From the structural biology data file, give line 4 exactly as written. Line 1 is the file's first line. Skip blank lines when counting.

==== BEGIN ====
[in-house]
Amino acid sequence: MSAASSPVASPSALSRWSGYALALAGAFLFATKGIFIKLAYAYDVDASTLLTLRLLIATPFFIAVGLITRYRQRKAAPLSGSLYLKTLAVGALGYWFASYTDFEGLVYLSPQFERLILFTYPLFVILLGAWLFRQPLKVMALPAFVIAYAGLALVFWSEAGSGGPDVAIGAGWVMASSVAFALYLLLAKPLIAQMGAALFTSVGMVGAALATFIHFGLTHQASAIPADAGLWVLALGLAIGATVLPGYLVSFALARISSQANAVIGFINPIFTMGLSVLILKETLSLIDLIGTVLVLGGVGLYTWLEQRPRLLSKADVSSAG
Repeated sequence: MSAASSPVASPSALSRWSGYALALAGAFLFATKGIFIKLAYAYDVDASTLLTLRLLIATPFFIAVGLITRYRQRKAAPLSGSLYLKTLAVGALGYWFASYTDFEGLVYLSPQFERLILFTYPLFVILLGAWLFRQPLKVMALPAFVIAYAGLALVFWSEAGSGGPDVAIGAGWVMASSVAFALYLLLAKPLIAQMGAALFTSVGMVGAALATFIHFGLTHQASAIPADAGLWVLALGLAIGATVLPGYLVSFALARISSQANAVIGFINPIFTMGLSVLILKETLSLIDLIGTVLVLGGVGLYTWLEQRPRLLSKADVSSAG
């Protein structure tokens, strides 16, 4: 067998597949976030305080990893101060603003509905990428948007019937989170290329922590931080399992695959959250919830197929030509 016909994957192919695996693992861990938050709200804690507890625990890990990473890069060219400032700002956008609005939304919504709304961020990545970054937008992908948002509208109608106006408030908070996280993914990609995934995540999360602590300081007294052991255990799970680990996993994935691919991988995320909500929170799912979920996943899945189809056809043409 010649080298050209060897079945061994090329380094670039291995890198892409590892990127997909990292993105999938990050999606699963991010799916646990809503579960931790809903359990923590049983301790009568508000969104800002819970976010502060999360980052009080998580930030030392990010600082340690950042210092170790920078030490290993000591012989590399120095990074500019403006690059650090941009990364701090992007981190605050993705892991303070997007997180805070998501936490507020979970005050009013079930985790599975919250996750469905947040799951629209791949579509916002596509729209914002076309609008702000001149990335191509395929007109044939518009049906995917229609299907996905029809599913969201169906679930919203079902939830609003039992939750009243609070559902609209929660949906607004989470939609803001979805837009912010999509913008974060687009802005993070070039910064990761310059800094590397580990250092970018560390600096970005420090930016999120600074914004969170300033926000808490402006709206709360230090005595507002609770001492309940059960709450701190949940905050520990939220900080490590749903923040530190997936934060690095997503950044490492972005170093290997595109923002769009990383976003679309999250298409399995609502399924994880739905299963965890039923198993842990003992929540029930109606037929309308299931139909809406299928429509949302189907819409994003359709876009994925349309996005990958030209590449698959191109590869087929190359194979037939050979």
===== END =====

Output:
């Protein structure tokens, strides 16, 4: 067998597949976030305080990893101060603003509905990428948007019937989170290329922590931080399992695959959250919830197929030509 016909994957192919695996693992861990938050709200804690507890625990890990990473890069060219400032700002956008609005939304919504709304961020990545970054937008992908948002509208109608106006408030908070996280993914990609995934995540999360602590300081007294052991255990799970680990996993994935691919991988995320909500929170799912979920996943899945189809056809043409 010649080298050209060897079945061994090329380094670039291995890198892409590892990127997909990292993105999938990050999606699963991010799916646990809503579960931790809903359990923590049983301790009568508000969104800002819970976010502060999360980052009080998580930030030392990010600082340690950042210092170790920078030490290993000591012989590399120095990074500019403006690059650090941009990364701090992007981190605050993705892991303070997007997180805070998501936490507020979970005050009013079930985790599975919250996750469905947040799951629209791949579509916002596509729209914002076309609008702000001149990335191509395929007109044939518009049906995917229609299907996905029809599913969201169906679930919203079902939830609003039992939750009243609070559902609209929660949906607004989470939609803001979805837009912010999509913008974060687009802005993070070039910064990761310059800094590397580990250092970018560390600096970005420090930016999120600074914004969170300033926000808490402006709206709360230090005595507002609770001492309940059960709450701190949940905050520990939220900080490590749903923040530190997936934060690095997503950044490492972005170093290997595109923002769009990383976003679309999250298409399995609502399924994880739905299963965890039923198993842990003992929540029930109606037929309308299931139909809406299928429509949302189907819409994003359709876009994925349309996005990958030209590449698959191109590869087929190359194979037939050979």